Tips for a Festive and Eco-Friendly Halloween | Culture | Seven Days | Vermont's Independent Voice

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Tips for a Festive and Eco-Friendly Halloween 

Published October 23, 2020 at 6:00 a.m.

click to enlarge Celebrate Halloween with a spooky scavenger hunt - MEREDITH BAY-TYACK
  • Meredith Bay-Tyack
  • Celebrate Halloween with a spooky scavenger hunt

Where do you fall on the Halloween-appreciation spectrum? Does your love for the holiday spur you to start decorating and planning on September first? Or maybe you slightly dread it and drag your feet until the last minute. Over the years, I've landed all over the map but trend toward liking it because I've always enjoyed dressing up. Growing up, I was typically instructed to dig through dress-up bins to find a costume. Occasionally, we'd take a trip to the fabric store for bits and bobs to embellish it.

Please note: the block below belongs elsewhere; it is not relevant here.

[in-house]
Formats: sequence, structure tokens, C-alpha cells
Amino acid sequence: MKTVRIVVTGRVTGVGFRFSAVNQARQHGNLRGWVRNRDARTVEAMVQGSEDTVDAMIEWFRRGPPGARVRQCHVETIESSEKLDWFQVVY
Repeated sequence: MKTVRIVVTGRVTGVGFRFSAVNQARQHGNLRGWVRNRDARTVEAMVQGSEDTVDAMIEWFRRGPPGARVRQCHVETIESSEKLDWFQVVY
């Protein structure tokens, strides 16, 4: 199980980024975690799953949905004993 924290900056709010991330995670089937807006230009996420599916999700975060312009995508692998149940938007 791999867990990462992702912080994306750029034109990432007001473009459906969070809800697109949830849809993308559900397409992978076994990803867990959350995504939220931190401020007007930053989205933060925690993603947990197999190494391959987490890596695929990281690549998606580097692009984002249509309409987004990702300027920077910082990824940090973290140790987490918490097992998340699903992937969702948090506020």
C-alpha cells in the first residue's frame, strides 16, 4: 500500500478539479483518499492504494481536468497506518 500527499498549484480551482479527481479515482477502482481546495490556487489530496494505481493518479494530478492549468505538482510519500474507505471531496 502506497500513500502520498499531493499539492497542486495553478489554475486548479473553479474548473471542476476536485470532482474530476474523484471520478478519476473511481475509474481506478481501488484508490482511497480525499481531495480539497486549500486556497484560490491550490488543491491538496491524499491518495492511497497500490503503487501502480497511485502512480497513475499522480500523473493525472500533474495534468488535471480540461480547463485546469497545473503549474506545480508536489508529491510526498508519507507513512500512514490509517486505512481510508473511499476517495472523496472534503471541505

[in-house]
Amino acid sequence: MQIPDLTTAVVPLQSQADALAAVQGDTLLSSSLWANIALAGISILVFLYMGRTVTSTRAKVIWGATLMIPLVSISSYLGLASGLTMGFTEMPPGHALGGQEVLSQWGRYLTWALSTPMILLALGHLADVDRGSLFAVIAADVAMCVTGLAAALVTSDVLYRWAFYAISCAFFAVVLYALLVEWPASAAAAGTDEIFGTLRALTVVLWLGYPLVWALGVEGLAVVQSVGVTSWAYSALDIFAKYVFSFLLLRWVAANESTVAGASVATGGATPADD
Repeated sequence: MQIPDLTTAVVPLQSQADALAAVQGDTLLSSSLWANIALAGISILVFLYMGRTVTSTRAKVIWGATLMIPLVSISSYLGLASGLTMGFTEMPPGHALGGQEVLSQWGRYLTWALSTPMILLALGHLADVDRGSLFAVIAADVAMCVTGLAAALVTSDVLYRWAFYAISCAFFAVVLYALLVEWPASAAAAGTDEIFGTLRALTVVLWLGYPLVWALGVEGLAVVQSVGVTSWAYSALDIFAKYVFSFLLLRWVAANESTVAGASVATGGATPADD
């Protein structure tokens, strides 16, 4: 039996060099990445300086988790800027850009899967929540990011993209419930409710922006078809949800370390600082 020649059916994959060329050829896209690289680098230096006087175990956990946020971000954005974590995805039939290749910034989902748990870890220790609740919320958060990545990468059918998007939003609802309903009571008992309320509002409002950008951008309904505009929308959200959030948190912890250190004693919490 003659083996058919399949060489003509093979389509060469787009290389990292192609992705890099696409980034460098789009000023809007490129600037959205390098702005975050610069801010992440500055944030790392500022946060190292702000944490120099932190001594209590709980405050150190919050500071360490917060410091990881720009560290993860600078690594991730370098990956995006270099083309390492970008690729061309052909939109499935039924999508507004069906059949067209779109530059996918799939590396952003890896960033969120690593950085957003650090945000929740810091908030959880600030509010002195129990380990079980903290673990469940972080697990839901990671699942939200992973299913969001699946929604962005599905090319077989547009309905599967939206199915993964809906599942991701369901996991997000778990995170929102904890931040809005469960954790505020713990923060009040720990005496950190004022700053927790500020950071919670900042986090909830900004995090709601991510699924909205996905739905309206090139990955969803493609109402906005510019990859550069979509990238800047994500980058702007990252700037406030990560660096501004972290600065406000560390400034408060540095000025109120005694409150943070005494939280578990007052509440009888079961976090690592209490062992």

This year, Halloween — and other holidays — will look and feel different. And that gives us the chance to approach it differently, too.

Did you know that Halloween in the United States generates millions of pounds of trash each year from costumes, decor and plastic waste? That's truly ghastly. Follow these tips for an environmentally conscious take on Halloween that's still full of frightening fun.


Buying a brand-new costume is tempting, especially when the kid in your life has a specific idea of what they want to dress up as. Before buying new, though, look for secondhand costumes at local stores and Facebook swap boards, and by asking family and friends. Consider pulling together your costumes with a mix of items repurposed from closets and borrowed or bought secondhand, along with a few new pieces, such as masks or accessories.

If you have a sewing machine or even a glue gun, there are lots of instructions online, ranging from simple to elaborate, to create fun costumes with materials you already have at home. Fabric paints and iron-on decals are another low-waste and relatively quick way to add customization and get the perfect character details your kid wants.

Face paint can also bring a simple get-up to new heights. We love the eco-friendly set by Natural Earth Paint, which is safe for kids' faces and the planet.